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We had been dipping tortilla chips into a mild salsa roja before I asked the waiter if there was anything with a little more heat. He returned with a dish of dark, warm salsa brava, which had a nice, smoky flavor but no fire. Come to think of it, none of the dishes I sampled here were particularly spicy. But aren't hot and spicy dishes associated with Satan? I glanced guiltily toward the statue of St. Francis just as our dinners arrived. The meals in this restaurant may be virtuously seasoned, but at least they're decadently abundant in rich sauces, masses of melted cheese and wildly generous portions.
Bob raved about this restaurant's signature dish, Los Mejores de la Casa ("The Best of the House"). It's a fancy title for a traditional Midwestern combo meal: bacon-wrapped beef tenderloin medallions and bacon-wrapped shrimp -- though, in a nod to Southwestern cuisine, the crustaceans were stuffed with jalapeño and cheese. Both the beef and the shrimp were tender and juicy; it's no surprise that this is the best-selling entrée in the joint. I ordered the Chile Manzanillo, a roasted poblano crammed with crabmeat, scattered with shrimp and scallops, then drenched in a luscious lobster sauce.
Jennifer was more restrained with her meal, three thick enchiladas stuffed with avocado and sumptuously laden with the same array of shrimp, scallops, peppers and mushrooms that had been ladled on my fat pepper -- hmm, maybe culinary creativity isn't a strong point here. She finished only half of it, and our devoted waiter packed it all up for her with an extra bag of chips and salsa. We couldn't decide if he was flirting or just being nice.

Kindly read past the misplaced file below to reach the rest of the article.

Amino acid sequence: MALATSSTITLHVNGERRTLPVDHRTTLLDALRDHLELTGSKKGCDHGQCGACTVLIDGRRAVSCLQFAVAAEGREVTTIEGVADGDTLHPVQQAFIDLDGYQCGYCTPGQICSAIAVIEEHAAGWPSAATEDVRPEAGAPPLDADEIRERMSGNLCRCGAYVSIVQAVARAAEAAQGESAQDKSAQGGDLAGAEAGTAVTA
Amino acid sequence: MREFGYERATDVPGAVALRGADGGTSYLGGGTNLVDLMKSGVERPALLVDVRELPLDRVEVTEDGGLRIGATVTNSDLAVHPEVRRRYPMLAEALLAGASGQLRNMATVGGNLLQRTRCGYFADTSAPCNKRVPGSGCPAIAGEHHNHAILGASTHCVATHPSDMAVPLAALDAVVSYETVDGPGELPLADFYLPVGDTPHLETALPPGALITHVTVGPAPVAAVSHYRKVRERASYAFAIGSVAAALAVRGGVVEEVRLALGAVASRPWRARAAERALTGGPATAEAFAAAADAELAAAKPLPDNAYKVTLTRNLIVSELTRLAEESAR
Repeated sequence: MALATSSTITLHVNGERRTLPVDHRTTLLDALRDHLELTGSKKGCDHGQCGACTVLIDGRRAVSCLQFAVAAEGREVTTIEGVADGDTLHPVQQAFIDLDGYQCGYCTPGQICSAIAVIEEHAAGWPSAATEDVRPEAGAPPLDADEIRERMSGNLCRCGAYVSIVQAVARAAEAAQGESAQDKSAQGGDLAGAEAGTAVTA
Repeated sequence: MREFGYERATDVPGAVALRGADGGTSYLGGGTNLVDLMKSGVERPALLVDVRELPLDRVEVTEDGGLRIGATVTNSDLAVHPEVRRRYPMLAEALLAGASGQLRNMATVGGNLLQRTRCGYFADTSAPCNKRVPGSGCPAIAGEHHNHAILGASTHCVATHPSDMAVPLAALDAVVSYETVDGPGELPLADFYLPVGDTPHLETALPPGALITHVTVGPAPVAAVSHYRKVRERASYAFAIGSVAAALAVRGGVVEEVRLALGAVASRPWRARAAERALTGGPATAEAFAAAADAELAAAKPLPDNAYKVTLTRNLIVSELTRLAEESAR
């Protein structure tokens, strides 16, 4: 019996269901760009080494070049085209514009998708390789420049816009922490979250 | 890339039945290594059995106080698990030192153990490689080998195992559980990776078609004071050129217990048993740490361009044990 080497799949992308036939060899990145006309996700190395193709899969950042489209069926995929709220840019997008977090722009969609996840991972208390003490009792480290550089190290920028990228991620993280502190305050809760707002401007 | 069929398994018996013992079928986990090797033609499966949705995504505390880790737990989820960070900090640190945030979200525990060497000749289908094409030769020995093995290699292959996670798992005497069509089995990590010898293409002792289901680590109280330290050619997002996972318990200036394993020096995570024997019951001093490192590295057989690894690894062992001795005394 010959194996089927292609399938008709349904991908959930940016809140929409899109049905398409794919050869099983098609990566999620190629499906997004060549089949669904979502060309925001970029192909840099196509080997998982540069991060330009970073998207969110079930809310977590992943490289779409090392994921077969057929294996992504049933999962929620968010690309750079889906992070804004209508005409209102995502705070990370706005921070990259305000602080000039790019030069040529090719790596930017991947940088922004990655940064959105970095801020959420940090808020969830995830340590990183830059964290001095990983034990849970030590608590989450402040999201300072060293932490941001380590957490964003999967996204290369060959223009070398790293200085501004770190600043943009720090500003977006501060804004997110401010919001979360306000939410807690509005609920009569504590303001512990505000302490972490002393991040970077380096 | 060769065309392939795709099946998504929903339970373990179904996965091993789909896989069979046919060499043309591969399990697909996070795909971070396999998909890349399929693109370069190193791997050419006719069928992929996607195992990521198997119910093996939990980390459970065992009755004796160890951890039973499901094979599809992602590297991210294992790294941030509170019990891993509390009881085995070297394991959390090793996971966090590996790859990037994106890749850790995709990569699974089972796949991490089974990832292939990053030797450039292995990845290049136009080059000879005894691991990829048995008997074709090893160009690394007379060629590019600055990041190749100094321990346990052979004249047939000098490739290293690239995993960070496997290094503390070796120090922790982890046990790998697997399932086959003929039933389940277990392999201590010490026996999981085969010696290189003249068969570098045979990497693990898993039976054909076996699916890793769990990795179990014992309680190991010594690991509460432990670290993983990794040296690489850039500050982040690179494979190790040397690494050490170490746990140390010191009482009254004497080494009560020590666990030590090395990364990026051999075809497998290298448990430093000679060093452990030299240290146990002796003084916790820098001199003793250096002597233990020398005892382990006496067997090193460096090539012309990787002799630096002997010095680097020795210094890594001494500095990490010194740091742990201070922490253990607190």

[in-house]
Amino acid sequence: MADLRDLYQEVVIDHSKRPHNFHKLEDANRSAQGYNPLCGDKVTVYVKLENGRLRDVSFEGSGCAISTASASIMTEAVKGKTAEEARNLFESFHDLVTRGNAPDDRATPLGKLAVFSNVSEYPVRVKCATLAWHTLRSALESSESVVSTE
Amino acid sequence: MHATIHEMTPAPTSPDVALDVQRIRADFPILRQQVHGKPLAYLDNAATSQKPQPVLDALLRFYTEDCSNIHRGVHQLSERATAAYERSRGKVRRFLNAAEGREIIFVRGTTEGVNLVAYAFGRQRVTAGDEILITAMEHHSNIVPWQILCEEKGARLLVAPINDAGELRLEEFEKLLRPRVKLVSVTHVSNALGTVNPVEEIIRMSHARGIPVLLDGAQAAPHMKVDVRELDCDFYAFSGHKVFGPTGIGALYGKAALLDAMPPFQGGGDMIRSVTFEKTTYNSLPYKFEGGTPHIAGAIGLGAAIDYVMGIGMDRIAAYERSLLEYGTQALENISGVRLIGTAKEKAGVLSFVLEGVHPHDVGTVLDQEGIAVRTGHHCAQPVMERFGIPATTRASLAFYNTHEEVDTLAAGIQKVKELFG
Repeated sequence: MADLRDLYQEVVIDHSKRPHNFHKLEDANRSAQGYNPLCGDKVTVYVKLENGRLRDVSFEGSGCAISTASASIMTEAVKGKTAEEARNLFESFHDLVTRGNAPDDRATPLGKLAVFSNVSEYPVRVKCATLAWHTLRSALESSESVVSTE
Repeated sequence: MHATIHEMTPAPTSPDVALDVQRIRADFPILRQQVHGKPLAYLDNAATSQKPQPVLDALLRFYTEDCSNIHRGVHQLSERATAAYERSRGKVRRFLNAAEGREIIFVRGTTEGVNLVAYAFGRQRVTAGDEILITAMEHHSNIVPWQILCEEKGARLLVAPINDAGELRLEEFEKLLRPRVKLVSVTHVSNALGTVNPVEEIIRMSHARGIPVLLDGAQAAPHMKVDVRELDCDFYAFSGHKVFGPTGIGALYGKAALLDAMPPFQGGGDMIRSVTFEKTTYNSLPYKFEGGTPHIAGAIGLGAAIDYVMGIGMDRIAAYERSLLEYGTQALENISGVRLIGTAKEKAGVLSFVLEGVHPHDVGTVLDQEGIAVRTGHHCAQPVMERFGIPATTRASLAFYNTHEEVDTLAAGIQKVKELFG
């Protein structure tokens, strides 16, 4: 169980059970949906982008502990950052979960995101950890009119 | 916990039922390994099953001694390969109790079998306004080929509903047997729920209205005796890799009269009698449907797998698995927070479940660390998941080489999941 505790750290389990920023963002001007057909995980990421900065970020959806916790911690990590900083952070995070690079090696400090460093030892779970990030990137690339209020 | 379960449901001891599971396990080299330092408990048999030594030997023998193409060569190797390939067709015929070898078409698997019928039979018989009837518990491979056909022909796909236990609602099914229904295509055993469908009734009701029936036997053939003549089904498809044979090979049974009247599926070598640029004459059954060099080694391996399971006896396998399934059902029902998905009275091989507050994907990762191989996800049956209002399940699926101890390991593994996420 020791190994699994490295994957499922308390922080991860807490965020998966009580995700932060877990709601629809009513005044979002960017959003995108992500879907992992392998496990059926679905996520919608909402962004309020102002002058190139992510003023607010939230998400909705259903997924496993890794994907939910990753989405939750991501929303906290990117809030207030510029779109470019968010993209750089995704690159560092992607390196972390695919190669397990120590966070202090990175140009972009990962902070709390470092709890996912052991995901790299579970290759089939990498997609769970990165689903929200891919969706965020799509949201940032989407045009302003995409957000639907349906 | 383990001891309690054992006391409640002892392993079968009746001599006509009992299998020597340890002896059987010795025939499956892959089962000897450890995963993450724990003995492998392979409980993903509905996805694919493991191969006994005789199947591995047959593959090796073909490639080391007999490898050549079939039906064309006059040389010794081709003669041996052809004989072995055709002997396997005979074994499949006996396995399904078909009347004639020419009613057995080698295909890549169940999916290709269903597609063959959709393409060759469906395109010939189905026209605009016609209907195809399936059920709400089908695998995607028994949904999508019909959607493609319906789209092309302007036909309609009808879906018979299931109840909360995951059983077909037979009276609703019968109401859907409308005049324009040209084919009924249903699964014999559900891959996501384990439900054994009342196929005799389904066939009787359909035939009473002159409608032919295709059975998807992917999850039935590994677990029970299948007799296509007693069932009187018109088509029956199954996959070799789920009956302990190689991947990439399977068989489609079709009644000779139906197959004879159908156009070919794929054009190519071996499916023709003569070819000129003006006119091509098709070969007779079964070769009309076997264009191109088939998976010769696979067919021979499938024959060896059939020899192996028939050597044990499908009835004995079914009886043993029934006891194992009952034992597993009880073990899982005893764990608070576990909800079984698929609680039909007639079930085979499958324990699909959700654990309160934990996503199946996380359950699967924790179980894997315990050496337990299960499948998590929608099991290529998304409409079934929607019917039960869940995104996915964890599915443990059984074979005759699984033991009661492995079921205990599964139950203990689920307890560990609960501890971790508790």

But everyone is nice at Abuelo's, from the cheery hostesses to the observant busboys, which is probably another reason why this new restaurant is so popular. The night I dined with my friend Jeanne and her two teenage daughters, there was never an empty glass or unfilled metal bowl of chips on the table. Jeanne thought the place was gorgeous and the food fabulous. When her combination dinner, the Monterrey, arrived on an oversized platter ("It weighs 10 pounds with nothing on it," the server told us), she was overwhelmed. "This could easily feed a family of six," she said, taking inventory of the sour-cream-and-chicken enchilada, the avocado enchilada and the chicken ranchero and spinach versions, along with a taco and a cheese-filled chile relleno.
Twelve-year-old Alexandra was more critical: "There's way too much melted cheese on the quesadilla," she said, looking down at her plate, "and the refried beans have either been fried too many times or left out too long, so they've become an inedible paste."
It was true: The beans were a bust. But I was thrilled to see her incredibly fussy older sister actually eating a beef enchilada without finding some ghastly flaw in its preparation. For my own meal, I enjoyed the fresh-tasting cilantro-lime soup (with fat chunks of chicken, pozole and lots of cilantro), but the pescado en hoja, a flaky hunk of tilapia, was drenched -- rather than lightly glazed -- with a honey-lime sauce that was too heavy-handed on the honey. It was so sweet that I didn't need dessert.
"Not even our dessert nachos?" the waiter asked brightly. He proceeded to describe a jumble of cinnamon chips, caramel, praline ice cream and whipped topping. "Perhaps another time," Jeanne said diplomatically, "and not after we've eaten too much. "